9 min read 6 Feb 19
Summary: In the years leading up to World War 1, and then the Russian Revolution in 1917, Russia had become the world’s largest net international debtor. It was borrowing heavily to finance industrialisation (railroads, oil, iron and cotton production) and as its population grew it saw rapid economic growth. WW1, and the earlier 1905 conflict with Japan had also resulted in rising debt. At the same time there was a globalisation of international finance, and French investors in particular were eager to lend to Tsarist Russia (Russian bonds are recommended investments, alongside British Consols, by a character in Proust’s Remembrance of Things Past, a book which, like me, you own but have not read).
Despite the rise of revolutionary pressures within Russia (Lenin had explicitly written that he’d repudiate the debt) and rising debt burdens that might have necessitated a restructuring even if there’d been no revolution, the money kept flooding in. An American bank (an ancestor of Citi) even opened a branch in Russia after the events of October 1917.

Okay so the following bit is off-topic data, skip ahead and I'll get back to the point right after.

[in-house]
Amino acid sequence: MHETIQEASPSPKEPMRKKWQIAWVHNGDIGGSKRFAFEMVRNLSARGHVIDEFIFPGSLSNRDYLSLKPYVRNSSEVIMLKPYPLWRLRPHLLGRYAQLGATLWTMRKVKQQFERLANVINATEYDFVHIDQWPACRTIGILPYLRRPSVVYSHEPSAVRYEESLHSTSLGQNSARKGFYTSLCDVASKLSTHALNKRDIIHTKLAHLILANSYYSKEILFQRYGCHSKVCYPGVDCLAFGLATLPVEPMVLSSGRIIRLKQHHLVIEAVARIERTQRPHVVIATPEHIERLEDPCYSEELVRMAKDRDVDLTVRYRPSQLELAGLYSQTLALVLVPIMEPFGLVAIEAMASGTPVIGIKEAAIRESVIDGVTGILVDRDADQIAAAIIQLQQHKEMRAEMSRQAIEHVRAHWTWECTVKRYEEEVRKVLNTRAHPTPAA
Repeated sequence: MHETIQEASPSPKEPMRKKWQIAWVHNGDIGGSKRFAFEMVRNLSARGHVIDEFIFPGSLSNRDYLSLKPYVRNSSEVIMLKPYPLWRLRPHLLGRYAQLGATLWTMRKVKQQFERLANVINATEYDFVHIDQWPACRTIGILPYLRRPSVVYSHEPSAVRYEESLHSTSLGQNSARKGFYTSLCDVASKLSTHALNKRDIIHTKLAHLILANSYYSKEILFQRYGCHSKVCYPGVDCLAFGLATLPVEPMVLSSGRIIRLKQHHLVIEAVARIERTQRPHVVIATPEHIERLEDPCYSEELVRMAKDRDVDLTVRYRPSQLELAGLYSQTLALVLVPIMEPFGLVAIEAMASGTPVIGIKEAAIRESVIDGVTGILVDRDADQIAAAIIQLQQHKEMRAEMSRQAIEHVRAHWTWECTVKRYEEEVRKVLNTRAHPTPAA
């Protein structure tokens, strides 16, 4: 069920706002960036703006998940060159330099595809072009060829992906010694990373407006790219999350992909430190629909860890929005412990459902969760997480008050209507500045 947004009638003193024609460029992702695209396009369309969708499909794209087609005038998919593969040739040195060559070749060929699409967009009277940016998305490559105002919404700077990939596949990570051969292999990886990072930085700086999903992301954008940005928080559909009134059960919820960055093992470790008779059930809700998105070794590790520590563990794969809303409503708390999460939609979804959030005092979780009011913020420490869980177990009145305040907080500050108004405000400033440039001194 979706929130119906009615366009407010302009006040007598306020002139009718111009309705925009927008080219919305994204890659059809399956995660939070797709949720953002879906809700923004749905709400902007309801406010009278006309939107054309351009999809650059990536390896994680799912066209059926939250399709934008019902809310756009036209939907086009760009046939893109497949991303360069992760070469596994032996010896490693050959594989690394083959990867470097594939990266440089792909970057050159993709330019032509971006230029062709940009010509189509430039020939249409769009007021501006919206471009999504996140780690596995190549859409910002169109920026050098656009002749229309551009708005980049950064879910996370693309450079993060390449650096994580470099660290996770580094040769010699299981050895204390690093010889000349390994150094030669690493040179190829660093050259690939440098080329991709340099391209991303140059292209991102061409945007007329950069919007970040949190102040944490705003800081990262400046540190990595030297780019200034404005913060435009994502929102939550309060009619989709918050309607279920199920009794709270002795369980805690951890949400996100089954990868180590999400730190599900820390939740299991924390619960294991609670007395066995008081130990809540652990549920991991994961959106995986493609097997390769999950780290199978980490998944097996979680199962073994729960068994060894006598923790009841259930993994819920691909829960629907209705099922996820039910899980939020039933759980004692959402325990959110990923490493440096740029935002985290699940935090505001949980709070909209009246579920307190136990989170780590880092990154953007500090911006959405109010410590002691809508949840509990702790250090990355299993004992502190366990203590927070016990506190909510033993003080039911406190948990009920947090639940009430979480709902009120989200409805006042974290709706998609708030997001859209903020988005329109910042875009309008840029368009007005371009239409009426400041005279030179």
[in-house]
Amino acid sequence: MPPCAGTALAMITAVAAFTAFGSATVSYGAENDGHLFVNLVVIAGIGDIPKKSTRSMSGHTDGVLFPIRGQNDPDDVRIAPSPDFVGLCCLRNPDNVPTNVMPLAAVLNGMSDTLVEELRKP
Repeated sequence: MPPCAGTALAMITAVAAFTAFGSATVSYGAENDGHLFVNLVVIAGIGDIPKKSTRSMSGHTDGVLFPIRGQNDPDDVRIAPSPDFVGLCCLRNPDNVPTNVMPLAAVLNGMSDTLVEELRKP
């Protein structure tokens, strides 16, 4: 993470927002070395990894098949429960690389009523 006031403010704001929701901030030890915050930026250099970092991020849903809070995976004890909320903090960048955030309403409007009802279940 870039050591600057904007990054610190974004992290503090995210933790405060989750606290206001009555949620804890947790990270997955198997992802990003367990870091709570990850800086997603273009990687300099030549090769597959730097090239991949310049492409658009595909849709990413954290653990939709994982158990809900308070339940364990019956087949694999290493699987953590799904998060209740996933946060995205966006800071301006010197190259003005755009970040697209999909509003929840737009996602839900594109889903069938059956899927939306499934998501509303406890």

In 1918 the Soviets defaulted on the debts – in real terms this was a bigger loss for investors than suffered in Argentina in 2001, or Greece in 2012. Small investors in France suffered huge losses, and finance in post-revolutionary Russia came to depend on the “machine-gun of the People’s Commissariat of Finance”, aka the printing press.
In this short video I interview Hassan Malik, the author of Bankers & Bolsheviks, about this fascinating moment in economic history. You can also win a copy of his book by answering the question below.
Competition question: What was Leningrad known as at the time of the 1917 Russian Revolution?
Closing date is 5pm GMT on Thursday 14 February 2019.
[This competition has ended]
The value of investments will fluctuate, which will cause prices to fall as well as rise and you may not get back the original amount you invested. Past performance is not a guide to future performance.